Canada: Government Of Canada Approves Regulations For Principal Protected Notes

Copyright 2008, Blake, Cassels & Graydon LLP

Originally published in Blakes Bulletin on Securities Regulation, July 2008


  • Regulations aimed at improving disclosure for Principal Protected Notes issued by federally-regulated deposit taking institutions came into force July 1, 2008

  • Clarifications made to the provisions in the previously proposed PPN Regulations regarding how the required information is provided to investors and the requirements regarding the use of past market performance information in advertisements

The federal government's Principal Protected Notes Regulations (the Regulations), which are aimed at improving disclosure for Principal Protected Notes (PPNs) issued by federally-regulated deposit-taking institutions, have been finalized and came into force July 1, 2008 pursuant to sections of the Bank Act, Cooperative Credit Associations Act and the Trust and Loan Companies Act. They replace the existing Index-linked Deposits Interest Disclosure Regulations, first introduced in 2002 and now seen as inadequate for the complex PPNs currently available in the market. These changes reflect the need to ensure that investors have sufficient information to make informed investment decisions, which is an important aspect of the existing federal financial consumer protection framework.

The federal Department of Finance had previously published for comment, on November 24, 2007, the proposed PPN Regulations (the 2007 Proposal). For a summary of the 2007 Proposal, please see our December 2007 Blakes Bulletin on Securities Regulation: Proposed Federal Regulations for Principal Protected Notes which can be found on Blakes Web site, in our Publications, Corporate Finance & Securities Regulation section.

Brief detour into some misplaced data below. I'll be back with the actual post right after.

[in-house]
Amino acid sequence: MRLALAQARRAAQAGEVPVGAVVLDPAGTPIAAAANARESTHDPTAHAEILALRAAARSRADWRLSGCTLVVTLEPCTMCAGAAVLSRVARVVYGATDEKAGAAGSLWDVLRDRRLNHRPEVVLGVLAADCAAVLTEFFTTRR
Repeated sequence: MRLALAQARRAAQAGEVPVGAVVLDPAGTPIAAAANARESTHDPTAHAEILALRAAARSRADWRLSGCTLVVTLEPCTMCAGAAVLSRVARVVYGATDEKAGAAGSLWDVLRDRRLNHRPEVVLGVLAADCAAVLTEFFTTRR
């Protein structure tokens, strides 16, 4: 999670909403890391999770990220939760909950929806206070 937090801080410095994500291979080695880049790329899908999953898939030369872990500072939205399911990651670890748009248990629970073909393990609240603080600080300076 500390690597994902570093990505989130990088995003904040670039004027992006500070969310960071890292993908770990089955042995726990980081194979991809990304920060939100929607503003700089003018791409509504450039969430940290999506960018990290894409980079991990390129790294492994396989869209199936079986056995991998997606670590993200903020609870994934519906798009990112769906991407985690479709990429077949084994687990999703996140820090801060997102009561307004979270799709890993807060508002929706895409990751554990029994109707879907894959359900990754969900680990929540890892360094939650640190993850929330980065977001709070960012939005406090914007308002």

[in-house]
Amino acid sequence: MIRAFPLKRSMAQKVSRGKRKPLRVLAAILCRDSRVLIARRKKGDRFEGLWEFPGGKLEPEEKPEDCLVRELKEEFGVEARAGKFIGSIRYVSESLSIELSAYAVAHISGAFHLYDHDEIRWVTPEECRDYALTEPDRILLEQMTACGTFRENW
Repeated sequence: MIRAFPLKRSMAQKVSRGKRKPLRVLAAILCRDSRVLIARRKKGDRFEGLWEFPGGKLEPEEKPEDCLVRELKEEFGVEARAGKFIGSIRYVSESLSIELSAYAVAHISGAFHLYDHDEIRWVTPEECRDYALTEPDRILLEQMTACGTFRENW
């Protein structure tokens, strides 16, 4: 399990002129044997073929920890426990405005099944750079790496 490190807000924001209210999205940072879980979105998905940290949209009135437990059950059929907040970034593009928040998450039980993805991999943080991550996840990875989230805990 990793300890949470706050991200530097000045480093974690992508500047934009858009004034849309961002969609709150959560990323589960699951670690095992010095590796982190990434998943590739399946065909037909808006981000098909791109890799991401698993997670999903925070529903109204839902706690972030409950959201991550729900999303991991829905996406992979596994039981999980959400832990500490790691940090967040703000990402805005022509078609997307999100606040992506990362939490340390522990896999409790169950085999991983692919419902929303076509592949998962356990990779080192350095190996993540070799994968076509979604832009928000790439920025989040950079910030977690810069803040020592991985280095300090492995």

The most significant changes in the Regulations from the 2007 Proposal include (i) clarification of the provisions regarding how the required information is provided to investors and the requirements regarding the use of past market performance information in advertisements, (ii) modification of the information to be provided in a case of an early redemption of a PPN, and (iii) deletion of the provisions dealing with the calculation of time with respect to disclosure via electronic means.

A PPN is defined as a financial instrument that is issued in Canada to an investor and that (a) provides for a payment to be made by the issuing institution that is determined, in whole or in part, by reference to an index or reference point, including (i) the market price of a security, commodity, investment fund or other financial instrument, and (ii) the exchange rate between any two currencies; and (b) provides that the principal amount that the issuing institution is obligated to repay at or before the PPN's maturity is equal to or more than the total paid by the investor for the PPN. Thus, PPNs guarantee the invested principal and offer returns that are linked to returns on an underlying investment product.

The Regulations stipulate the content, manner and timing of disclosure that certain issuing institutions are required to provide at the point of sale; the information that must be made available, upon request, to aid investors in monitoring their investment; and requirements for advertising PPNs. They represent a move away from prescriptive requirements to a principles-based and results-focused approach to regulating. The Regulations are applicable to Schedule I and II banks, the Canadian branches of Schedule III banks, credit unions governed by the Cooperative Credit Associations Act and federally-regulated trust and loan companies (the Institutions).